Keep Your EC2 Instances Always Up To Date with AWS Systems Manager Maintenance Windows

If you run an EC2-based workload in AWS, you must have a patching strategy in place. Otherwise, you leave yourself exposed to all kinds of vulnerabilities that are discovered in software systems these days almost every day.

Maybe yours is a small workload and manually SSHing into the instances and running yum update once in a while meets your needs. But this isn’t feasible for larger systems with hundreds of instances in play.

Fortunately, AWS Systems Manager provides many services to manage EC2 instances. Using Systems Manager’s Run Command or Patch Manager service, you can update your instances at any time in bulk. Moreover, using Maintenance Windows, you can schedule and automate common instance management tasks like updates!

In this article, you will learn how Maintenance Windows work by using it to schedule updates for a single instance. You will then see how to scale up this operation for any number of instances and even customize which updates are applied when.

Before we begin, make sure you have an EC2 instance that is managed by Systems Manager. If you don’t already, follow the steps in our earlier article to create one:

Still Using EC2 Key Pairs? Switch to Session Manager Now!

Create Maintenance Window

With an instance ready, start by creating a maintenance window. Go to Click Create Maintenance Window:

Provide a name and description, and allow unregistered targets for now so we try it out without registering our instance with this window:

Next, provide a time when the maintenance tasks should run. In this case, we’re setting it to run at midnight every night:

Depending on how long you think the tasks in your window will need to run, set an appropriate duration:

A window can have several tasks on its to-do list. It will invoke them one-by-one during the specified time window until all of them are done. The “Stop initiating tasks” setting above controls how long before the end of the time window, Systems Manager should stop initiating tasks (since they may not complete in time).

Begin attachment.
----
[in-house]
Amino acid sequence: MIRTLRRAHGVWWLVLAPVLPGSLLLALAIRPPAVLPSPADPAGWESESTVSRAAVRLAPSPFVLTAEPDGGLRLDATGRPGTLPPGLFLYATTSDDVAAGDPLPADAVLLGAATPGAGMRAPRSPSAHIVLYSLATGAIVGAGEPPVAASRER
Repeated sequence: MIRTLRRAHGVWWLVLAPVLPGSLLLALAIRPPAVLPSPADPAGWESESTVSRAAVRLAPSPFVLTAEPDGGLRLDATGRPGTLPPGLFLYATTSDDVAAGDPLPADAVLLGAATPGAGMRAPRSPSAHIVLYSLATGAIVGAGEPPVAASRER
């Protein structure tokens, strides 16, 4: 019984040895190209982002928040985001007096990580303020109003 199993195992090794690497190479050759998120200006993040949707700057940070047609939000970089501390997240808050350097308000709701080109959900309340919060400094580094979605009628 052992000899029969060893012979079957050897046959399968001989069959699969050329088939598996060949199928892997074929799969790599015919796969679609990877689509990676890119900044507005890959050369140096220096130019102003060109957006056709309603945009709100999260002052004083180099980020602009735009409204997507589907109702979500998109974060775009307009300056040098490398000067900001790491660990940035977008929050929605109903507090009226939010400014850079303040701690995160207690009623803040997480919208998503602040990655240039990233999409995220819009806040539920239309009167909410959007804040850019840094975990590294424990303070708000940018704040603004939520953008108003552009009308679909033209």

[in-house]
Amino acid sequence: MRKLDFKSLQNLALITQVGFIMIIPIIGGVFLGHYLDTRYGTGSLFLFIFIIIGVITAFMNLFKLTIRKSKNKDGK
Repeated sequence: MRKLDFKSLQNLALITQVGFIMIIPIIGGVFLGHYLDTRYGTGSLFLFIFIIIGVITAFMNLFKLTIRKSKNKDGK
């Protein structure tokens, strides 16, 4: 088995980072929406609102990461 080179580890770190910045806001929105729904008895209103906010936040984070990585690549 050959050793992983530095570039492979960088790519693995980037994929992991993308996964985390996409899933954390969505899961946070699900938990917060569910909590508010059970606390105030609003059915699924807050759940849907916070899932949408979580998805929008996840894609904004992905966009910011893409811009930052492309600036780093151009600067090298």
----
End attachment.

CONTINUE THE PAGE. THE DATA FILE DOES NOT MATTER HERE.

By default, this window will take effect as soon as it’s created. If you prefer it to be active between a certain date range, provide it next:

Finally, click Create Maintenance Window.

Add Maintenance Tasks

We are now ready to start adding maintenance tasks to this window. Open the task in the console by clicking its ID, switch to the Tasks tab, and select “Register Run Command Task”:

Select the AWS-RunPatchBaseline command document:

This document scans for and installs patches on your instances in accordance with a patch baseline. We’ll see what a patch baseline is later.

Back in the create task screen, select the instance you created earlier as the target of this task:

When you do this on a large scale, rate control will come in handy. It lets you control how many instances at a time should be patched and how many failures are acceptable:

The service role grants the maintenance windows service, the permissions it needs to access and act upon the instances:

In the parameters section, select “Install” as the operation. “Scan” will simply create a report of the missing patches but won’t install them. If it’s OK to reboot your instances without affecting your apps, set the Reboot Option as RebootIfNeeded. The timeout specifies how long this task can run before being forcefully terminated:

Finish creating the task.

You have now automated updates on your instance. The task will run automatically at midnight every night.


We have explored a very small part of the capabilities of Systems Manager. There is a lot more you can do.

You can create patch baselines which are a set of rules that determine when it’s safe to apply certain patches, when patches should be auto-approved for instances, or if they need manual approval.

You can also group your instances into patch groups for patching purposes using tags. For example, set Patch Group = Web Servers on your web servers; then you can target this group for maintenance activities without disturbing other instances.

About the Author ✍🏻

Harish KM is a Principal DevOps Engineer at QloudX & a top-ranked AWS Ambassador since 2020. 👨🏻‍💻

With over a decade of industry experience as everything from a full-stack engineer to a cloud architect, Harish has built many world-class solutions for clients around the world! 👷🏻‍♂️

With over 20 certifications in cloud (AWS, Azure, GCP), containers (Kubernetes, Docker) & DevOps (Terraform, Ansible, Jenkins), Harish is an expert in a multitude of technologies. 📚

These days, his focus is on the fascinating world of DevOps & how it can transform the way we do things! 🚀

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